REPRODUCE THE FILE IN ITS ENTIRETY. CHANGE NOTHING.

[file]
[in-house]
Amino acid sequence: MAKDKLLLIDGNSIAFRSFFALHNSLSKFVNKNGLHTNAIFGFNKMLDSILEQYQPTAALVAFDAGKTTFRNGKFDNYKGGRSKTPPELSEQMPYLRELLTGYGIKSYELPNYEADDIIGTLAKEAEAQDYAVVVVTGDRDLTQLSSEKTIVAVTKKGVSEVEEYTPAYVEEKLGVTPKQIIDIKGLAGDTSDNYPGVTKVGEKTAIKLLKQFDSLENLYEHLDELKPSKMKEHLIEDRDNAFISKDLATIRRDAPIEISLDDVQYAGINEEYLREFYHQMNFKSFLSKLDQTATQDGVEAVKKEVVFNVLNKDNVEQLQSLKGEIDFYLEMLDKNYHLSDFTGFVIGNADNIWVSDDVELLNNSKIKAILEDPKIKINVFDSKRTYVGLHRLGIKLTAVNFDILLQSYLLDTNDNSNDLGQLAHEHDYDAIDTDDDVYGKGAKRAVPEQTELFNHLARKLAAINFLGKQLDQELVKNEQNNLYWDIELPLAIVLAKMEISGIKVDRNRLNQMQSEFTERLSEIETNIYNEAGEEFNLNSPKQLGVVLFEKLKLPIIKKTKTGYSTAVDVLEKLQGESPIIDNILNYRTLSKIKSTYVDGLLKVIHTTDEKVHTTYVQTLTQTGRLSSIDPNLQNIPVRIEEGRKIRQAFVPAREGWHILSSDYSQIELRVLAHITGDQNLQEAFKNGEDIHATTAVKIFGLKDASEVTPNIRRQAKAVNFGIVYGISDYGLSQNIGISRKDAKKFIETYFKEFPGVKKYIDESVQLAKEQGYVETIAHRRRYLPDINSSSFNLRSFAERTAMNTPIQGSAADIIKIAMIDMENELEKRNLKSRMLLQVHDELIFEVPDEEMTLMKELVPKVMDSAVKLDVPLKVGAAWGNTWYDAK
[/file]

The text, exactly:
[in-house]
Amino acid sequence: MAKDKLLLIDGNSIAFRSFFALHNSLSKFVNKNGLHTNAIFGFNKMLDSILEQYQPTAALVAFDAGKTTFRNGKFDNYKGGRSKTPPELSEQMPYLRELLTGYGIKSYELPNYEADDIIGTLAKEAEAQDYAVVVVTGDRDLTQLSSEKTIVAVTKKGVSEVEEYTPAYVEEKLGVTPKQIIDIKGLAGDTSDNYPGVTKVGEKTAIKLLKQFDSLENLYEHLDELKPSKMKEHLIEDRDNAFISKDLATIRRDAPIEISLDDVQYAGINEEYLREFYHQMNFKSFLSKLDQTATQDGVEAVKKEVVFNVLNKDNVEQLQSLKGEIDFYLEMLDKNYHLSDFTGFVIGNADNIWVSDDVELLNNSKIKAILEDPKIKINVFDSKRTYVGLHRLGIKLTAVNFDILLQSYLLDTNDNSNDLGQLAHEHDYDAIDTDDDVYGKGAKRAVPEQTELFNHLARKLAAINFLGKQLDQELVKNEQNNLYWDIELPLAIVLAKMEISGIKVDRNRLNQMQSEFTERLSEIETNIYNEAGEEFNLNSPKQLGVVLFEKLKLPIIKKTKTGYSTAVDVLEKLQGESPIIDNILNYRTLSKIKSTYVDGLLKVIHTTDEKVHTTYVQTLTQTGRLSSIDPNLQNIPVRIEEGRKIRQAFVPAREGWHILSSDYSQIELRVLAHITGDQNLQEAFKNGEDIHATTAVKIFGLKDASEVTPNIRRQAKAVNFGIVYGISDYGLSQNIGISRKDAKKFIETYFKEFPGVKKYIDESVQLAKEQGYVETIAHRRRYLPDINSSSFNLRSFAERTAMNTPIQGSAADIIKIAMIDMENELEKRNLKSRMLLQVHDELIFEVPDEEMTLMKELVPKVMDSAVKLDVPLKVGAAWGNTWYDAK